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Movie theater expansion project breaks ground in Polson

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POLSON – Movie-lovers in Polson will have more options for viewing films by next summer. 

On Sept. 21, Polson Theaters broke ground on an expansion to the Showboat Cinemas building. Construction on an addition to the south side of the existing building is underway, and an addition to the north side of the building will soon begin. When the project is finished, there will be a total of six auditoriums in the facility. The proposed name for the new facility reflects its expansion. It could be called Showboat Stadium Six.

The south-side expansion will feature three new auditoriums and a new concessions and ticketing area. The north-side expansion will feature new bathrooms and two new auditoriums. The two existing auditoriums will be combined into one auditorium, which will be the largest in the theater. Each viewing room will hold stadium seats with rocking-chair seating. The new concessions area will allow the theater to offer an expanded selection of refreshments. 

Chief Operating Officer Gary Dupuis said the expansion would allow the theater to offer a larger selection of films. With only two screens in Polson and one in Ronan, the company has trouble getting film companies to allow their movies to be shown. Dupuis said the expansion would allow the theater to offer more movies that aren’t mainstream blockbusters. “Our regulars will have more chances to see new movies,” Dupuis said.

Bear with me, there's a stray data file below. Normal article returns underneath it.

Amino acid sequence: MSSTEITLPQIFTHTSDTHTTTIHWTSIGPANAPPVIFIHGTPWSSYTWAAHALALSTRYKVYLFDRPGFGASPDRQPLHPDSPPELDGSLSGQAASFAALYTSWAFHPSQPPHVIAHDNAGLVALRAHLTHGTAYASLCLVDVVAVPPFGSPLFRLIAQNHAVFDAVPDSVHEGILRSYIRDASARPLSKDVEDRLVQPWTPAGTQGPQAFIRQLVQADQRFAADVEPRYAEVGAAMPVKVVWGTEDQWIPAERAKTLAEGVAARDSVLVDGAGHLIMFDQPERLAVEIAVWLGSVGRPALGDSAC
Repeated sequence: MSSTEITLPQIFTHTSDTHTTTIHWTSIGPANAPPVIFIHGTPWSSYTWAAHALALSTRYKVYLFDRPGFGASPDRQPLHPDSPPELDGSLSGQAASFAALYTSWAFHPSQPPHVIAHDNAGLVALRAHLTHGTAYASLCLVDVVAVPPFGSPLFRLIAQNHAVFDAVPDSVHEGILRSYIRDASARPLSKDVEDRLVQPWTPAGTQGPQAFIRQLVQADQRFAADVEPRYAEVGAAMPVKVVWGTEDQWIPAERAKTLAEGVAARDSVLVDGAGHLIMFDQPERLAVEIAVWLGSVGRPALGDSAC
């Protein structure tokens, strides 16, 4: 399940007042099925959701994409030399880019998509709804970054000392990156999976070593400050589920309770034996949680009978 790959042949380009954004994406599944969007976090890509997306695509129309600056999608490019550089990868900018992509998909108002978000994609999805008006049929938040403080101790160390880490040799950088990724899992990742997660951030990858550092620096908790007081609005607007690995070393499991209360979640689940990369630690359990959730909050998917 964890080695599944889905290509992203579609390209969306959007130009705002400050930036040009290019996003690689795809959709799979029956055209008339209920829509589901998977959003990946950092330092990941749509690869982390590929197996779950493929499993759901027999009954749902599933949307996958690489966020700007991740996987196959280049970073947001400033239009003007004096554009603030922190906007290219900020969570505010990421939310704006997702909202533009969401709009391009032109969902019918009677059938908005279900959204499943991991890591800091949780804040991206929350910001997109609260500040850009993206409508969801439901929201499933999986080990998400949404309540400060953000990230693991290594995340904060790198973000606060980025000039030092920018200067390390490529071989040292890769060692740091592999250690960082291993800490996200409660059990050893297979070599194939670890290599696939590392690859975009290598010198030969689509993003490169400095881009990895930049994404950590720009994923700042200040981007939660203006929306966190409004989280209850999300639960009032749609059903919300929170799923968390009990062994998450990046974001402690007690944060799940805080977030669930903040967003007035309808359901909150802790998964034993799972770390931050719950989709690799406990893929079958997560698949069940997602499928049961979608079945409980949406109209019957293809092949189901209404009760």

The project is a big step for the family-owned theater company. Dupuis’ in-laws, Howard and Ayron Pickerell, have owned the Polson Theaters chain since 1971. Hu Beaver Builders will facilitate the construction project.

Dupuis said despite the increase in streaming services that allow people to watch movies at home, the Mission Valley has always been a loyal movie-viewing town. According to Dupuis, the opportunity to get out of the house, see something entertaining and interact with others in the community are factors that bring customers back to the theater repeatedly. 

He said the big-screen experience is one that can’t be had a home. “Directors say, ‘I made the movie for the theater, not the iPad.’” 

Dupuis said the theater decided to expand because they saw demand for more film options. The theater’s last significant project was the transition from film to digital screening equipment in 2011. The existing theater will stay open during most of the construction. It will close for some short periods during the most disruptive construction. The outside of the building will get a facelift too. Dupuis said the new look would add to Polson’s downtown. 

The decision to remain in downtown Polson also allowed the theater to take advantage of Tax Increment Finance funds for the project. In 2018, the theater was awarded $160,000 to improve the exterior of the building. TIF funds are awarded to businesses and individuals to improve designated blighted areas in the city of Polson.

Dupuis said the theater considered moving locations for the expansion project but ultimately decided to keep its Main Street location. The decision made financial sense because the theater already owned a parcel of land adjacent to the existing building. 

Retaining the location was seen as a community-building decision. “We feel that with being able to stay downtown, we can keep people coming downtown,” Dupuis said. “We feel like we’re adding to the community with year-round entertainment.”

 

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